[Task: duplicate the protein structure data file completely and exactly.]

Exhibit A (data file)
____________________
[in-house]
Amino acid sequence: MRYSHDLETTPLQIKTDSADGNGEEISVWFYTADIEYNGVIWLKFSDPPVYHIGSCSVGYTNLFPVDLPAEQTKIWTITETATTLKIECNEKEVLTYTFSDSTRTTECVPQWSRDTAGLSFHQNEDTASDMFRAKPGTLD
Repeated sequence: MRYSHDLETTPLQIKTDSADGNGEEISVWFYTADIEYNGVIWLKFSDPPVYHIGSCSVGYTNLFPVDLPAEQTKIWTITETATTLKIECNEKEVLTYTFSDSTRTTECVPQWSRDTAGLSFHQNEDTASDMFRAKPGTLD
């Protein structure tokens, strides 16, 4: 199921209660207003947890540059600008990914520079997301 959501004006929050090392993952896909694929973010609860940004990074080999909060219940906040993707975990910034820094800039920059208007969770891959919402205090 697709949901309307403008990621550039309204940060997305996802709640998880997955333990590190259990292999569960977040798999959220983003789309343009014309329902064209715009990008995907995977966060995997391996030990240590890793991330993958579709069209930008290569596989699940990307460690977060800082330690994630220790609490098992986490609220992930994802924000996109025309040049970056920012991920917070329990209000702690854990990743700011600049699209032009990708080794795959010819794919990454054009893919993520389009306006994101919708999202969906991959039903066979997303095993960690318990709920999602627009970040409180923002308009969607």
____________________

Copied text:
[in-house]
Amino acid sequence: MRYSHDLETTPLQIKTDSADGNGEEISVWFYTADIEYNGVIWLKFSDPPVYHIGSCSVGYTNLFPVDLPAEQTKIWTITETATTLKIECNEKEVLTYTFSDSTRTTECVPQWSRDTAGLSFHQNEDTASDMFRAKPGTLD
Repeated sequence: MRYSHDLETTPLQIKTDSADGNGEEISVWFYTADIEYNGVIWLKFSDPPVYHIGSCSVGYTNLFPVDLPAEQTKIWTITETATTLKIECNEKEVLTYTFSDSTRTTECVPQWSRDTAGLSFHQNEDTASDMFRAKPGTLD
């Protein structure tokens, strides 16, 4: 199921209660207003947890540059600008990914520079997301 959501004006929050090392993952896909694929973010609860940004990074080999909060219940906040993707975990910034820094800039920059208007969770891959919402205090 697709949901309307403008990621550039309204940060997305996802709640998880997955333990590190259990292999569960977040798999959220983003789309343009014309329902064209715009990008995907995977966060995997391996030990240590890793991330993958579709069209930008290569596989699940990307460690977060800082330690994630220790609490098992986490609220992930994802924000996109025309040049970056920012991920917070329990209000702690854990990743700011600049699209032009990708080794795959010819794919990454054009893919993520389009306006994101919708999202969906991959039903066979997303095993960690318990709920999602627009970040409180923002308009969607």